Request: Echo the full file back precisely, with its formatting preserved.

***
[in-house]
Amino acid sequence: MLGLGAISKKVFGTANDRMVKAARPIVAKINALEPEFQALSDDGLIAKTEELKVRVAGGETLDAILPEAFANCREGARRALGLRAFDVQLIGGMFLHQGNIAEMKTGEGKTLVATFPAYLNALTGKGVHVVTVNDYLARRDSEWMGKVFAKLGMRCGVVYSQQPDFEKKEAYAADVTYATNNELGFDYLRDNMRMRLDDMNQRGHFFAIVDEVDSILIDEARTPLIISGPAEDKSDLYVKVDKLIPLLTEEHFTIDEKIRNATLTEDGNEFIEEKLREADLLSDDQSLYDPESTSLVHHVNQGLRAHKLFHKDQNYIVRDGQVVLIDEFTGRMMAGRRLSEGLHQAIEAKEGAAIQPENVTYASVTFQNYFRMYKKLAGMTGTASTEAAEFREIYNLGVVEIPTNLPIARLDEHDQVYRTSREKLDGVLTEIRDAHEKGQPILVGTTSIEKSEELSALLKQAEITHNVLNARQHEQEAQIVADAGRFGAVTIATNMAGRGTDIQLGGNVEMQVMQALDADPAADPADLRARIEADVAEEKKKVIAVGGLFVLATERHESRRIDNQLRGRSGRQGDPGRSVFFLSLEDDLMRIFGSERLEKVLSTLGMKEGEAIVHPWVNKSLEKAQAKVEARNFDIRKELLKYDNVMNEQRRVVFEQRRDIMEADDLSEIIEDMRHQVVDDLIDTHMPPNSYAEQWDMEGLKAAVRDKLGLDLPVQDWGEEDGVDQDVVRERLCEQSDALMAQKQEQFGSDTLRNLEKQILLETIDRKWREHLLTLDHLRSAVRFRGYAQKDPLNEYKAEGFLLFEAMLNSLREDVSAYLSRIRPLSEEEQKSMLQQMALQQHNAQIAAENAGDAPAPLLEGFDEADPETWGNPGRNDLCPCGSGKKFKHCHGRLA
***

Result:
[in-house]
Amino acid sequence: MLGLGAISKKVFGTANDRMVKAARPIVAKINALEPEFQALSDDGLIAKTEELKVRVAGGETLDAILPEAFANCREGARRALGLRAFDVQLIGGMFLHQGNIAEMKTGEGKTLVATFPAYLNALTGKGVHVVTVNDYLARRDSEWMGKVFAKLGMRCGVVYSQQPDFEKKEAYAADVTYATNNELGFDYLRDNMRMRLDDMNQRGHFFAIVDEVDSILIDEARTPLIISGPAEDKSDLYVKVDKLIPLLTEEHFTIDEKIRNATLTEDGNEFIEEKLREADLLSDDQSLYDPESTSLVHHVNQGLRAHKLFHKDQNYIVRDGQVVLIDEFTGRMMAGRRLSEGLHQAIEAKEGAAIQPENVTYASVTFQNYFRMYKKLAGMTGTASTEAAEFREIYNLGVVEIPTNLPIARLDEHDQVYRTSREKLDGVLTEIRDAHEKGQPILVGTTSIEKSEELSALLKQAEITHNVLNARQHEQEAQIVADAGRFGAVTIATNMAGRGTDIQLGGNVEMQVMQALDADPAADPADLRARIEADVAEEKKKVIAVGGLFVLATERHESRRIDNQLRGRSGRQGDPGRSVFFLSLEDDLMRIFGSERLEKVLSTLGMKEGEAIVHPWVNKSLEKAQAKVEARNFDIRKELLKYDNVMNEQRRVVFEQRRDIMEADDLSEIIEDMRHQVVDDLIDTHMPPNSYAEQWDMEGLKAAVRDKLGLDLPVQDWGEEDGVDQDVVRERLCEQSDALMAQKQEQFGSDTLRNLEKQILLETIDRKWREHLLTLDHLRSAVRFRGYAQKDPLNEYKAEGFLLFEAMLNSLREDVSAYLSRIRPLSEEEQKSMLQQMALQQHNAQIAAENAGDAPAPLLEGFDEADPETWGNPGRNDLCPCGSGKKFKHCHGRLA